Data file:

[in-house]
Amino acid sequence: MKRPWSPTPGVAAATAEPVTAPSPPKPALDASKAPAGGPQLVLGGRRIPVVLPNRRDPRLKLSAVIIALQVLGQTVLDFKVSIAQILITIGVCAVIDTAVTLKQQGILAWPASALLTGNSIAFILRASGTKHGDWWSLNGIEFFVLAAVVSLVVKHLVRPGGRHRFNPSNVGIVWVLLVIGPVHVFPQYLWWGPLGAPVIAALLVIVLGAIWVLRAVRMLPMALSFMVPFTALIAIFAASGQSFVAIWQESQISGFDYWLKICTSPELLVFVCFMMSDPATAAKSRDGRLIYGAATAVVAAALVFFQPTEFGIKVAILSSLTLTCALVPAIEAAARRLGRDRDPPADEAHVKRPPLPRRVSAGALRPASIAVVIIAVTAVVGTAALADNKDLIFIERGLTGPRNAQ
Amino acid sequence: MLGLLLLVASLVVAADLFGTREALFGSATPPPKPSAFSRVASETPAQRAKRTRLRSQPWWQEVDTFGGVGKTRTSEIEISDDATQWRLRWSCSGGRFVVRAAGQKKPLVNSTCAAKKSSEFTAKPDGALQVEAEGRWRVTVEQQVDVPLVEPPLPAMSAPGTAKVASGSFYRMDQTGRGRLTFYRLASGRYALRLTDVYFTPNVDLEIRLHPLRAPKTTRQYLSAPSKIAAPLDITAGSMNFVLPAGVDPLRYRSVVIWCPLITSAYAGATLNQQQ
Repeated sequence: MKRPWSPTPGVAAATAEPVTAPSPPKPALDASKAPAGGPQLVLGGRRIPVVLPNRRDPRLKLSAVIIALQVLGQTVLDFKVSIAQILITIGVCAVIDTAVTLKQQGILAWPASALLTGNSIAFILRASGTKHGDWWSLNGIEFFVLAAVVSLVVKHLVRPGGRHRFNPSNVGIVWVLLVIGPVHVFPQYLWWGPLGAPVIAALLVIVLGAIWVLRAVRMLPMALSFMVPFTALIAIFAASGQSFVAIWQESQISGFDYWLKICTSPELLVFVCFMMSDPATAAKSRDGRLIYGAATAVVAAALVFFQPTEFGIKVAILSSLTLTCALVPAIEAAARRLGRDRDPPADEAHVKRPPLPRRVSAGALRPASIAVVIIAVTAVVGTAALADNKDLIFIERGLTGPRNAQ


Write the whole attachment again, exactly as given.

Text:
[in-house]
Amino acid sequence: MKRPWSPTPGVAAATAEPVTAPSPPKPALDASKAPAGGPQLVLGGRRIPVVLPNRRDPRLKLSAVIIALQVLGQTVLDFKVSIAQILITIGVCAVIDTAVTLKQQGILAWPASALLTGNSIAFILRASGTKHGDWWSLNGIEFFVLAAVVSLVVKHLVRPGGRHRFNPSNVGIVWVLLVIGPVHVFPQYLWWGPLGAPVIAALLVIVLGAIWVLRAVRMLPMALSFMVPFTALIAIFAASGQSFVAIWQESQISGFDYWLKICTSPELLVFVCFMMSDPATAAKSRDGRLIYGAATAVVAAALVFFQPTEFGIKVAILSSLTLTCALVPAIEAAARRLGRDRDPPADEAHVKRPPLPRRVSAGALRPASIAVVIIAVTAVVGTAALADNKDLIFIERGLTGPRNAQ
Amino acid sequence: MLGLLLLVASLVVAADLFGTREALFGSATPPPKPSAFSRVASETPAQRAKRTRLRSQPWWQEVDTFGGVGKTRTSEIEISDDATQWRLRWSCSGGRFVVRAAGQKKPLVNSTCAAKKSSEFTAKPDGALQVEAEGRWRVTVEQQVDVPLVEPPLPAMSAPGTAKVASGSFYRMDQTGRGRLTFYRLASGRYALRLTDVYFTPNVDLEIRLHPLRAPKTTRQYLSAPSKIAAPLDITAGSMNFVLPAGVDPLRYRSVVIWCPLITSAYAGATLNQQQ
Repeated sequence: MKRPWSPTPGVAAATAEPVTAPSPPKPALDASKAPAGGPQLVLGGRRIPVVLPNRRDPRLKLSAVIIALQVLGQTVLDFKVSIAQILITIGVCAVIDTAVTLKQQGILAWPASALLTGNSIAFILRASGTKHGDWWSLNGIEFFVLAAVVSLVVKHLVRPGGRHRFNPSNVGIVWVLLVIGPVHVFPQYLWWGPLGAPVIAALLVIVLGAIWVLRAVRMLPMALSFMVPFTALIAIFAASGQSFVAIWQESQISGFDYWLKICTSPELLVFVCFMMSDPATAAKSRDGRLIYGAATAVVAAALVFFQPTEFGIKVAILSSLTLTCALVPAIEAAARRLGRDRDPPADEAHVKRPPLPRRVSAGALRPASIAVVIIAVTAVVGTAALADNKDLIFIERGLTGPRNAQ